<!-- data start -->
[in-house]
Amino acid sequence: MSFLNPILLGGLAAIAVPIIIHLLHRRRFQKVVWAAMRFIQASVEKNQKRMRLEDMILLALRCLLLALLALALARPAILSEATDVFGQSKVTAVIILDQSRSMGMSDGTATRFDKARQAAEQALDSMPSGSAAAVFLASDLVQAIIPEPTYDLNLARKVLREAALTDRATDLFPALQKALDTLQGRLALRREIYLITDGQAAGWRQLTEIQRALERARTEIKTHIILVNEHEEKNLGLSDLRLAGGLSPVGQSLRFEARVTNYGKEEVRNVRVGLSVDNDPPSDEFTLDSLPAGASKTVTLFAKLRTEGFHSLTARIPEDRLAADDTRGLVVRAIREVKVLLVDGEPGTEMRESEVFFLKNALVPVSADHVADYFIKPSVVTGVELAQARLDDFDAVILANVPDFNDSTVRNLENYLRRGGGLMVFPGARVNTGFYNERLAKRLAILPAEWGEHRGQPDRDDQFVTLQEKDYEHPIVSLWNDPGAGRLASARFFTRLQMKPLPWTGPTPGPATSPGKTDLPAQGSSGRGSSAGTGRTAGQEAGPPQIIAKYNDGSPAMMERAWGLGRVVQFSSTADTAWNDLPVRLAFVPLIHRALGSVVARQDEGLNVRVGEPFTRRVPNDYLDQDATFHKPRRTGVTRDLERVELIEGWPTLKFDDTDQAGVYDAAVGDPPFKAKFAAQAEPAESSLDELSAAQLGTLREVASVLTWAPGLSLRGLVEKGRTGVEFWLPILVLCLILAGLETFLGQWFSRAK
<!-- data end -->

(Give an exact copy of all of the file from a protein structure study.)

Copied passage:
[in-house]
Amino acid sequence: MSFLNPILLGGLAAIAVPIIIHLLHRRRFQKVVWAAMRFIQASVEKNQKRMRLEDMILLALRCLLLALLALALARPAILSEATDVFGQSKVTAVIILDQSRSMGMSDGTATRFDKARQAAEQALDSMPSGSAAAVFLASDLVQAIIPEPTYDLNLARKVLREAALTDRATDLFPALQKALDTLQGRLALRREIYLITDGQAAGWRQLTEIQRALERARTEIKTHIILVNEHEEKNLGLSDLRLAGGLSPVGQSLRFEARVTNYGKEEVRNVRVGLSVDNDPPSDEFTLDSLPAGASKTVTLFAKLRTEGFHSLTARIPEDRLAADDTRGLVVRAIREVKVLLVDGEPGTEMRESEVFFLKNALVPVSADHVADYFIKPSVVTGVELAQARLDDFDAVILANVPDFNDSTVRNLENYLRRGGGLMVFPGARVNTGFYNERLAKRLAILPAEWGEHRGQPDRDDQFVTLQEKDYEHPIVSLWNDPGAGRLASARFFTRLQMKPLPWTGPTPGPATSPGKTDLPAQGSSGRGSSAGTGRTAGQEAGPPQIIAKYNDGSPAMMERAWGLGRVVQFSSTADTAWNDLPVRLAFVPLIHRALGSVVARQDEGLNVRVGEPFTRRVPNDYLDQDATFHKPRRTGVTRDLERVELIEGWPTLKFDDTDQAGVYDAAVGDPPFKAKFAAQAEPAESSLDELSAAQLGTLREVASVLTWAPGLSLRGLVEKGRTGVEFWLPILVLCLILAGLETFLGQWFSRAK